Trophic deprivation contributes to astrocyte damage that occurs in acute and chronic neurodegenerative disorders. Unraveling the underlying mechanisms may pave way to novel cytoprotective strategies. Cultured mouse astrocytes responded to trophic deprivation with a large and transient increase in the expression of p21ras, which was secondary to an enhanced formation of reactive oxygen species (ROS) detected by cytofluorimetric analysis after preloading with 2′,7′-dichlorofluorescein diacetate. The increase in p21ras levels was largely attenuated by the reducing agent, N-ace- tylcysteine, which was proven to reduce ROS formation in astrocytes subjected to serum deprivation. We extended the analysis to the Ha-Ras isoform, which has been implicated in mechanisms of cytotoxicity. We found that serum deprivation enhanced the expression and activity of Ha-Ras without changing Ha-Ras mRNA levels. The increase in Ha-Ras levels was sensitive to the protein synthesis inhibitor, cyclohex-imide, suggesting that serum deprivation increases translation of preformed Ha-Ras mRNA. The late decline in Ha-Ras levels observed after 60 min was prevented by the protea- some inhibitor, MG132, as well as by the selective mitogen- activated protein kinase (MAPK) inhibitor, PD98059. Serum deprivation led to the activation of the MAPK pathway in cultured astrocytes, as shown by an increase in phosphorylated extracellular signal-regulated kinase 1/2 levels after 5 and 30 min. Finally, using the siRNA technology, we found that an acute knock-down of Ha-Ras was protective against astrocyte damage induced by serum deprivation. We conclude that cultured astrocytes respond to trophic deprivation with an increased expression in Ha-Ras, which is limited by the concomitant activation of the MAPK pathway, but is nevertheless involved in the pathophysiology of cell damage.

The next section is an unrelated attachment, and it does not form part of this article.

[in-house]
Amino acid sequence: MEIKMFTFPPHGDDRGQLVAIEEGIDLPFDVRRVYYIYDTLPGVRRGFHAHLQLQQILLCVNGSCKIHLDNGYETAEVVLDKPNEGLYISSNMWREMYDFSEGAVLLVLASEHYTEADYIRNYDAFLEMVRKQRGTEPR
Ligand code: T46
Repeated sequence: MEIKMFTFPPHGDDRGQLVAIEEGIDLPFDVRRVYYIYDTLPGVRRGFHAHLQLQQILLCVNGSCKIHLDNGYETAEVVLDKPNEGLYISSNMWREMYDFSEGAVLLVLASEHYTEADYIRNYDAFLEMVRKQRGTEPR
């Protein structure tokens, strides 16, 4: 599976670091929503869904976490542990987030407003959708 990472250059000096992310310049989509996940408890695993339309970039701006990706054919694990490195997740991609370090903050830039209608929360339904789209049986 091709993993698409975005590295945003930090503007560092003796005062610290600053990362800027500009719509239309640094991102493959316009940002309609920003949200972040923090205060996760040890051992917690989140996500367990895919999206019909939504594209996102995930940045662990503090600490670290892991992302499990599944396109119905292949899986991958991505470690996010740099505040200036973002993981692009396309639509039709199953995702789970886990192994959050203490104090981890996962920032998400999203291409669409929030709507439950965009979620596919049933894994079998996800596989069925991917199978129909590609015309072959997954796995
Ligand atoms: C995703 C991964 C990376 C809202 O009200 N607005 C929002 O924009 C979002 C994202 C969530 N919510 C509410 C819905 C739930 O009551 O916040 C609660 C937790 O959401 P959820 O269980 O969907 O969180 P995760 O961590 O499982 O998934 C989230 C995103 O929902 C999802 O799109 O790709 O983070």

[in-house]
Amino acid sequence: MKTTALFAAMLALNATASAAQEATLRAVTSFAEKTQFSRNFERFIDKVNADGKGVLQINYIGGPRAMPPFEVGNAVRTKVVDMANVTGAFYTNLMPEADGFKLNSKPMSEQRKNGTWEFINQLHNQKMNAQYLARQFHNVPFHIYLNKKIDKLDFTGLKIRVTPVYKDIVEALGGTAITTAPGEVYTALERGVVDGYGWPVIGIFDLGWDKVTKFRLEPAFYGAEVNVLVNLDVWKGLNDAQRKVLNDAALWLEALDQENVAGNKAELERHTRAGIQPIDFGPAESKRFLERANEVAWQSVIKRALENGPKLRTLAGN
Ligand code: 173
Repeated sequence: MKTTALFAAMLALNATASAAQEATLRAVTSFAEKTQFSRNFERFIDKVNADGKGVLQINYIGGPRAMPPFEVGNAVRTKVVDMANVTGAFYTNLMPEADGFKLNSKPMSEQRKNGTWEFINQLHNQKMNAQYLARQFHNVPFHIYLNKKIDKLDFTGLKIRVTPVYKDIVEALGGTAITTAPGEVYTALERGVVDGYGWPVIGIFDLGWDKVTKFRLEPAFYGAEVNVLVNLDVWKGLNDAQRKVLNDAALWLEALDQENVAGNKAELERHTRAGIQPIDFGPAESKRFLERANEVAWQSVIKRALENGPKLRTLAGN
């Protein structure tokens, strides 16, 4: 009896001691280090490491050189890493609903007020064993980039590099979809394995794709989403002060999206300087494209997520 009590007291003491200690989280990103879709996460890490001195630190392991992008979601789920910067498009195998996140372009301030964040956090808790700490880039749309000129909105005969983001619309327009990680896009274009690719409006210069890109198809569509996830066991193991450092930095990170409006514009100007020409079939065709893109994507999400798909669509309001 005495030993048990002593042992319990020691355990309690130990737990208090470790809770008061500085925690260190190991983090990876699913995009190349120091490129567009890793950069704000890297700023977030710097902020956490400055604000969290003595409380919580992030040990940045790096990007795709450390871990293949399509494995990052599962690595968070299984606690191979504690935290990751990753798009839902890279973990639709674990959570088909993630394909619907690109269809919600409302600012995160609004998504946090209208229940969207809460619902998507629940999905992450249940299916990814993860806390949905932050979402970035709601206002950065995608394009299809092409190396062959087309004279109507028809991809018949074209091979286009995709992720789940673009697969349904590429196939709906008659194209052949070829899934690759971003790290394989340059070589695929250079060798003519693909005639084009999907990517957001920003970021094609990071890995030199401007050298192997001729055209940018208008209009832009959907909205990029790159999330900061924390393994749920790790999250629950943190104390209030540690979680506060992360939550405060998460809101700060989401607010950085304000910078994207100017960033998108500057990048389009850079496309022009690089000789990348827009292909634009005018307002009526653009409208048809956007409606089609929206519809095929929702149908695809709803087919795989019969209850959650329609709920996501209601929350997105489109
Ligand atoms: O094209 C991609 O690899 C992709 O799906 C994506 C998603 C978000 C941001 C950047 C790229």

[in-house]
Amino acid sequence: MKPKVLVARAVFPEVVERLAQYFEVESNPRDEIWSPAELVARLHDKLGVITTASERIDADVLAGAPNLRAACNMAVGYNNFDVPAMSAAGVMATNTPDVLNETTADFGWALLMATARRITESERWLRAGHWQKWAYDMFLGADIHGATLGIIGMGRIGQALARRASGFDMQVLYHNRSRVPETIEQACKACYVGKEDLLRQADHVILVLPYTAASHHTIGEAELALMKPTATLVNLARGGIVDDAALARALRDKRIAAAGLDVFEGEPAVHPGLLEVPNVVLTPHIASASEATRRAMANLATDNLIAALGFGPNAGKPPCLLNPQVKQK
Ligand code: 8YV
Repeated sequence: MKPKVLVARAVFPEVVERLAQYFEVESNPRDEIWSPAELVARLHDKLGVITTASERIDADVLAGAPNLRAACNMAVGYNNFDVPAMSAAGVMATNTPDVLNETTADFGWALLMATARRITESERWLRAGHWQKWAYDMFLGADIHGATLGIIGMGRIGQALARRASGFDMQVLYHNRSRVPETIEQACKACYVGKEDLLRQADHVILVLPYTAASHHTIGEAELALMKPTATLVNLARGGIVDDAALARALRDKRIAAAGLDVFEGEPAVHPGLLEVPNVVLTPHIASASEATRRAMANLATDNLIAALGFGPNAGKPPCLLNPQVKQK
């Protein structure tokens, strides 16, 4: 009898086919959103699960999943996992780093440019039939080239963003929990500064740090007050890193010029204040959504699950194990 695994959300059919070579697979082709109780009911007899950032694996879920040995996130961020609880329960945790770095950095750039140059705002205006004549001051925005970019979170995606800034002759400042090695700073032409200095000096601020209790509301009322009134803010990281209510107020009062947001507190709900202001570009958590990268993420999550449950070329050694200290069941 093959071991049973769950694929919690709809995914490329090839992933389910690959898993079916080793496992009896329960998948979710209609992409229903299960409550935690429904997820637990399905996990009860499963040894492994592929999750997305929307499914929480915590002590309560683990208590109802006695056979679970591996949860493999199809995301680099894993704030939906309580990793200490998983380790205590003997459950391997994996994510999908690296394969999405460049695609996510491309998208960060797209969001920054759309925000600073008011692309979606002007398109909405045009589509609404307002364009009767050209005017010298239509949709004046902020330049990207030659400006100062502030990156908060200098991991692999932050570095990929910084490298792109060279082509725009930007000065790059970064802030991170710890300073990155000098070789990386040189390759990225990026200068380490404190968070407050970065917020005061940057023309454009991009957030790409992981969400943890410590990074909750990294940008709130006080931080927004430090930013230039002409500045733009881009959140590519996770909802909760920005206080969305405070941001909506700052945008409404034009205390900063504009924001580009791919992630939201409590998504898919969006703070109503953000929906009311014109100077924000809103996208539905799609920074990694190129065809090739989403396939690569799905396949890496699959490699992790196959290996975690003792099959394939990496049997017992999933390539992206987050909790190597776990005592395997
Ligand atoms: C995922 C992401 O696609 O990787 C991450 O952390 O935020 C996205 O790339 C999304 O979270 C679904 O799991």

- Cultured astrocytes
- Mitogen-activated protein kinase pathway
- Ras protein
- Trophic deprivation
ASJC Scopus subject areas
- Cellular and Molecular Neuroscience